Instruments have become more sensitive and controllers faster, so technology now enables systems to present an alarm to an operator for any loop out of its specified range. Sounds like a good idea, right? But now, operators often have no way to discern which alarm is the one that can cause an incident and which ones are spurious.
Peter Andow, principal consultant at automation supplier Honeywell Process Solutions, in the United Kingdom, says, “People are still getting into the business [of alarm management].” He believes that an impetus to this is EEMUA 191, promulgated by the U.K. Engineering Equipment and Materials Users’ Association, along with the soon-to-be-adopted ISA18 standard from the International Society of Automation. In his estimation, about half of process manufacturing sites in Europe have some kind of alarm management project in place. “The good thing is that half of customers, and it’s more common in the United States, are rationalizing projects. They’ve achieved huge improvements in normal alarm rates, but not as much progress as desired has been achieved dealing with alarm floods,” Andow says.
There are two basic types of rates at which alarms appear on an operator’s screen. One could be called normal or a somewhat infrequent rate. The other is called an “alarm flood.” While the former rate may average one alarm per 10 minutes, in the latter type, there could be many, even hundreds, per minute. Andow relates the case of the “dead band” around an alarm point being set too narrowly or the system reacting too quickly.
David Strobhar, principal human factors engineer, Center for Operator Performance, in Dayton, Ohio, cites six pitfalls in alarm management that engineers face while attempting change. First is the philosophy of change, that is, failure to get appropriate buy-in from all relevant groups, which can lead to problems later on. “This is usually from folks who have their own idea of what should be alarmed and its priority, even if there is no action or the consequence is not very severe,” he adds. Second, access to operators and emotional responses in the rationalization process either delay or skew the results.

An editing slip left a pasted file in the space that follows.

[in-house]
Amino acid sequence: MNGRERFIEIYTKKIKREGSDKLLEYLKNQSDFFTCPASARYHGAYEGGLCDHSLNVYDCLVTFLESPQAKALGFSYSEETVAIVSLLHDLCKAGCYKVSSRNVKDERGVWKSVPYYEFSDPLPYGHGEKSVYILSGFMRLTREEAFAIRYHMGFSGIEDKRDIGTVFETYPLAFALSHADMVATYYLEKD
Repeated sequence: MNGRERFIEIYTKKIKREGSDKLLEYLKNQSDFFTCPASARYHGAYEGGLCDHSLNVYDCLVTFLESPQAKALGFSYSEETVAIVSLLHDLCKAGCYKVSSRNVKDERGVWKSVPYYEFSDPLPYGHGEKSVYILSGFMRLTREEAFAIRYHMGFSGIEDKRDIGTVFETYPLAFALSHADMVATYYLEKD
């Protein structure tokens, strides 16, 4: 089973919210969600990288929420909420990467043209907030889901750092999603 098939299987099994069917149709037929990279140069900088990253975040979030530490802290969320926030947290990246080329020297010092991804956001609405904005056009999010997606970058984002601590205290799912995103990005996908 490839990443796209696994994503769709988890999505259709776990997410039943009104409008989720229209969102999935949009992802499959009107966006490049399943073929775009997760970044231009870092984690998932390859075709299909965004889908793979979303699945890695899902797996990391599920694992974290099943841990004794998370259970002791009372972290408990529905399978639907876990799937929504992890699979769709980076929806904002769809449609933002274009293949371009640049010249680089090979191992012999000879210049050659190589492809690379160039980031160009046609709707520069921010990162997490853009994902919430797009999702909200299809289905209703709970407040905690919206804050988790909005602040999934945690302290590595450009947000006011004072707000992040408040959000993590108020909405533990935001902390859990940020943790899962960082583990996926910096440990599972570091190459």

Implementation is the third pitfall to watch, according to Strobhar. Getting the changes through the management of change process and doing the actual programming can take three or four times as long as the rationalization. Unreliable instruments creating problems between what can be vs. what should be alarmed is the fourth pitfall. Next comes the fact that failure to enforce the results will quickly result in degradation over time. The last pitfall Strobhar sees is management of change. Handling off-hour alarm issues, such as chattering and instrument failure, and addition of alarms with upset analyses or new equipment can degrade the system.
Andow, who also works with the Abnormal Situation Management (ASM) consortium, of Phoenix, cites a study by the ASM that found the normal alarm rate is now down to less than one per 10 minutes. The study also found that an operator can’t keep up with alarms at a rate greater than one per minute. He considers that rate a good target, albeit a tough one to reach.
As for the future, Andow sees the next big push likely to be in alarm suppression tools. “People have been asking for it for years, but they didn’t have a good basic system,” he adds. “First you need to fix the instrumentation, then the basic alarming. Only then can you implement alarm suppression techniques. There will be a lot of work in this area accomplished in the next five to 10 years.”
Gary Mintchell, firstname.lastname@example.org, is Automation World’s Editor in Chief.